""Under the Loving Care of the Fatherly Leader" is, from all I have read, simply the best book ever written about North Korea. Relying largely on extensive interviews with defectors, Martin portrays North Korean life with a clarity that is stunning, and he captures the paradoxes in North Korean public opinion."--Nicholas D. Kristof, "The New York Review of Books" "Martin's massive book provides as useful a set of insights into life in North Korea as can be found anywhere."- "L.A. Times Review" "As an AP correspondent covering South Korea in the 1970s, I learned quickly how difficult it was to discover any reliable information about that secretive, threatening regime to the north. Brad Martin's book is testimony to the thoroughness of his work, and the high level of his ability as a journalist and researcher. " North Korea is one of the least known, least understood countries in the world. Its leaders have always been enigmas, both frightening and fascinating, but almost impossible to decipher. Again today, it becomes vitally important that we do both, yet there is almost nothing of importance being written about the subject. "Under the Loving Care of the Fatherly Leader" is important, as well as fascinating. The research is impeccable, the writing excellent. This is a major and timely contribution, and essential to anyone who hopes to deal sensibly with a vital region of the world." -Terry Anderson, former AP correspondent and author of "Den of Lions" "Brad Martin's "Under the Loving Care of the Fatherly Leader," a careful, penetrating analysis of North Korea, is more than just a book. Given the levels of secrecy which surround the Pyongyang regime and the danger it poses to its neighbors, Martin has rendered a considerable service to us all." -bestselling author, David Halbertstam "Brad Martin's book on North Korea is at once enlightening and frightening. It is lucid in writing, balanced in analysis, and comprehensive in its meticulous research and anecdotal evidence. The detailed exposition of the narrow life of luxury and the devious character of the 'Dear Leader, ' Kim Jong-il, is scary. So is the description of North Korea as a corrupt, secretive, stagnant fief of the Kim family. Brad Martin, with his long years as a Pyongyang-watcher, is eminently qualified to write a book that should strip away any illusions America and the West have about Kim's dangerous regime."-Richard Halloran, former correspondent for "The New York Times" in Asia and Washington, D.C.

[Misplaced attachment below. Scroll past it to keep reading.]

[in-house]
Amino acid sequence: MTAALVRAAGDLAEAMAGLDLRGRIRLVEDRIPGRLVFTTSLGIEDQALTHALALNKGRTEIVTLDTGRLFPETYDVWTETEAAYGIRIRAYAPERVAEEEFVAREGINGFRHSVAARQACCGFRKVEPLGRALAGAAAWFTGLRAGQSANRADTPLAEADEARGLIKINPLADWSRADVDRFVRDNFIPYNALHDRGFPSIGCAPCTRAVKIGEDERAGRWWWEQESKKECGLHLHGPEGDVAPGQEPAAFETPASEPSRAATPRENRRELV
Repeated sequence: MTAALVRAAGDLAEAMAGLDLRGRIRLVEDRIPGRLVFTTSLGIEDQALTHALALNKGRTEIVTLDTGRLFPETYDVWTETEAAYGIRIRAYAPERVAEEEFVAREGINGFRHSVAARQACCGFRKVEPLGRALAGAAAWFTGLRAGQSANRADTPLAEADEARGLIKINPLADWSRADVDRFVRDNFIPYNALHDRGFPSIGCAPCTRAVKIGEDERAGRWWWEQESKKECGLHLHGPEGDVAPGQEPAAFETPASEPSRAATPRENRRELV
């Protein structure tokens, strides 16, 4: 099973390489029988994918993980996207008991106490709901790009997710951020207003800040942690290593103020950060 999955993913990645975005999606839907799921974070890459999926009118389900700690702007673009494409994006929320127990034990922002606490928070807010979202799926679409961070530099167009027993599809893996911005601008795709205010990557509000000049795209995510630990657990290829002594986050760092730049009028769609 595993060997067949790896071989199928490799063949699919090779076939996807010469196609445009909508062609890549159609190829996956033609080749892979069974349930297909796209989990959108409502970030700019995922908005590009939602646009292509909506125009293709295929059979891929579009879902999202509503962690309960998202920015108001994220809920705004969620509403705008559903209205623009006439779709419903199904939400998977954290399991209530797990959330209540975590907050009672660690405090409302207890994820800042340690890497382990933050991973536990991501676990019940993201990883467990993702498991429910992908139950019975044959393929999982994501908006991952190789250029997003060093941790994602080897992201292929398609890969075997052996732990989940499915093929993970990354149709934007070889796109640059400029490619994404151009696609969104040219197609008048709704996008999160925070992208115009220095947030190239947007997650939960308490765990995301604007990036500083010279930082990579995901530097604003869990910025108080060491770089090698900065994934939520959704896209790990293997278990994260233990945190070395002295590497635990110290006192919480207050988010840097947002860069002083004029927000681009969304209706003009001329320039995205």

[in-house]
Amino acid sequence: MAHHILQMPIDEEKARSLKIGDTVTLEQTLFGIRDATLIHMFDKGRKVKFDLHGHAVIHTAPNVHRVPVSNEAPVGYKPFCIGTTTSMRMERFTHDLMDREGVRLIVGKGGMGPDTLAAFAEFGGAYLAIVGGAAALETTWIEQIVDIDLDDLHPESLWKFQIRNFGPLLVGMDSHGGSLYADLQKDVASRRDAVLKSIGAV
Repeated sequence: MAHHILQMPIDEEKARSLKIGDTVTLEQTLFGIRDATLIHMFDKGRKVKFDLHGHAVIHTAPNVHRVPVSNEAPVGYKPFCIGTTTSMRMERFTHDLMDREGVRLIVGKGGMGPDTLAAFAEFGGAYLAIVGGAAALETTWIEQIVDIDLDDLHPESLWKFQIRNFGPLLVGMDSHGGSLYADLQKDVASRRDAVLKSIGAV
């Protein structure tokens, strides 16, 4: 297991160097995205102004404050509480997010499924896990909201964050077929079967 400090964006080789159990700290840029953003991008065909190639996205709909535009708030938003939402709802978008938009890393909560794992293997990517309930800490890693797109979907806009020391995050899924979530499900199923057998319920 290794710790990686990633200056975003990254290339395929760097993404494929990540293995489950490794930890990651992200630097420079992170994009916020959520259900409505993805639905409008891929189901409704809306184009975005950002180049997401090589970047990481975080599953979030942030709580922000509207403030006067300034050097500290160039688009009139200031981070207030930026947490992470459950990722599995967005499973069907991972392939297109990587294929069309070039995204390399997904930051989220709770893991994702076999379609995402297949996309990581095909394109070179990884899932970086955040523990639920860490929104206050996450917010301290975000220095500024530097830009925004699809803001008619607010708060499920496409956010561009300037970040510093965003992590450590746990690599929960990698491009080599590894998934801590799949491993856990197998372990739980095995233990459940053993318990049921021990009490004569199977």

About the Author
Bradley K. Martin has covered North Korea for The Asian Wall Street Journal and Newsweek.